men seem to have a greater risk than women of contracting the disease; the male:female ratio in the United States and Canada is 3:2 as of the early 2000s. There is a strong association between cigarette smoking and kidney cancer.
there are many signs of kidney cancer. To be completely sure, you should ask your doctor for further information. Some of the signs of kidney cancer are blood in your urine, which may appear pink, red or cola colored, back pain below the ribs that doesn't go away, weight loss, fatigue, or intermitte…nt fever. (MORE)
Generally kidney cancer can be found via sonograms and x-rays. But make sure to seek medical attention and follow the suggestions of your doctor for a proper diagnosis.
Kidney cancer has different types, but there are some symptoms to look for. Some to point out would be abdominal pain, back pain, blood in your urine, swelling of the abdomen, and even constipation.
Cancerous cells are already in all of our bodies. They are just mutated cells. When they spread and mutate further the disease forms. Just about everything in our environment can trigger cancer.
The kidney. but most cancers can spread, so if it got bad enough it might spread to other parts.
Bruising on the stomach, pains when pressed, read it in a health magazine The symptoms for kidney cancer include: pain in the back and side that does not go away, a lump in the side or the abdomen, fever and unexplained weight loss. People with kidney cancer may experience thefollowing symptoms or… signs. Sometimes, people with kidney cancerdo not show any of these symptoms. Or, these symptoms may be causedby a medical condition that is not cancer. Blood in the urine Pain or pressure in the side or back A mass or lump in the side or back Swelling of the ankles and legs High blood pressure or anemia (low red bloodcell count) Fatigue Loss of appetite Unexplained weight loss Recurrent fever that is not from cold, flu, orother infection For men, a rapid development of a cluster ofenlarged veins, known as a varicocele, around a testicle . (MORE)
It's impossible to miss it. It is one of those things in like that we are uncertain about, could happen at any moment. But this isn't meant to scare you. Live your life as you have been for your whole lifetime. Also, if caught very early on in the stages, it can be controlled and you may be clear …from it in no time. If you feel like you need to get checked up, go and get checked up. Better safe than sorry, but just make sure you watch the chest (Both male and female), the testicles (For male only) and keep note of any changes around other parts of the body. Cancer is a sneaky little thing, but we can fight it. (MORE)
It can be very common as it is an extension to the original (primary) tumour.
There are many causes for kidney cancer. They include, age, sex, hypertension, smoking, obesity, genetics, exposure to certain chemicals and even kidney transplant patients are at higher risk for this disease.
Metastatic kidney cancer occurs when cancer has spread from the kidney into the skeleton. The most common symptom is pain, that gets progressively worse as the tumors establish themselves in the bone.
According to the Kidney Cancer Association, recommended drugs for treating kidney cancer include Nexavar, Sutent, Torisel, Afinitor, Votrient, Inlyta, Avastin, and Proleukin. Another form of treatment that can be used is radiation therapy.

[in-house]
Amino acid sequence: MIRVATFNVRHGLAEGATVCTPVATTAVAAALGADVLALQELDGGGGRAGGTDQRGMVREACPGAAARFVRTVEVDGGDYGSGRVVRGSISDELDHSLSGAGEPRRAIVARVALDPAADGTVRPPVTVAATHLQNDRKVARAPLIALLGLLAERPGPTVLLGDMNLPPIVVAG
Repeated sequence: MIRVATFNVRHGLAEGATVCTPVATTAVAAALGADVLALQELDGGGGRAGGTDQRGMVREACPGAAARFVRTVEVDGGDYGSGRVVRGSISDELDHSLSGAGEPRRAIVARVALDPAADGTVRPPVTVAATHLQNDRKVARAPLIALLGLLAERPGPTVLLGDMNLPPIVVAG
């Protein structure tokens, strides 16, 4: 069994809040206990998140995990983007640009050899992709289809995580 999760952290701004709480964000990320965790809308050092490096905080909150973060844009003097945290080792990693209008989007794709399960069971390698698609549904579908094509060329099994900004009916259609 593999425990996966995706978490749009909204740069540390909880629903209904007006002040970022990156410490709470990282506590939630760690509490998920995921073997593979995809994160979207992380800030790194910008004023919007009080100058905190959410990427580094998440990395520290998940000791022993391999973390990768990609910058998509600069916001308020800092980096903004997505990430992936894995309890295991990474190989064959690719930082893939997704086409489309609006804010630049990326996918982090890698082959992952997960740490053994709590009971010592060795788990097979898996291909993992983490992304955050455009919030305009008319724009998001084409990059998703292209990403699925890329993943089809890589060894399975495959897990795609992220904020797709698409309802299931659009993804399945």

The most common symptoms of kidney cancer include sudden, rapid weight loss, high blood pressure, swelling of the legs and ankles, chronic fatigue, fever, pain in the side and lower back, blood in the urine, and an abdominal lump.
Kidney Cancer actually has 5 different stages in which the cancer develops! There is many different outcomes that will come of these stages. The name for all the stages though is, called AJCC Staging System.
depending on the stage within the first 5 years there is a 90-95% survival rate as long as the tumor if there is one is less than 4cm large. hope this answer helped!
Cancer is a very difficult topic. Each case is different and should always been consulted with a professional. The average is 5 year survival rate. Again each case is unique as is each cancer. Always seek help.
There are several common kidney cancer symptoms that can occur. Some of these symptoms include a sudden, unexplained weight loss, loss of appetite, night sweats, pain below the ribs, blood in the urine, and a lump in the abdomen or stomach region.
Treatments for kidney cancer can be obtained from a person's general practitioner or family doctor, or specialist information can be found from an oncologist who solely practices in cancer treatment.
There are many symptoms of having kidney cancer. Symptoms of kidney cancer include being obese, blood in urine, loss of appetite, anemia, swelling in ankles and legs, and bone pain.
If you are diagnosed with Kidney Cancer, discuss treatment optionswith your Family physician or Oncologist. Tell every minute detailabout the symptoms or the stage you are diagnosed with. However some of the known treatment options are-: 1) Surgery 2) Radiation Therapy 3) Chemotherapy drugs like So…rafenib or generic sorafenibNexavar if you go for the cost of this **Sorafenib 200 mg tablets **onlinethen here you may waste your more time and may be unable to confirmabout this. So If you want to buy this medicine then 4) Active Surveillance of growth in symptoms These are general treatment options but it mainly depends on whichstage , cancer has reached in the kidney.Some people also opts forAlternative treatments wherein they tries different treatmentmethods like homeopathic medicines or trying herbs fortreatment.These are our general views but it will be much better ifyou rely on your family and oncologist for the treatment. (MORE)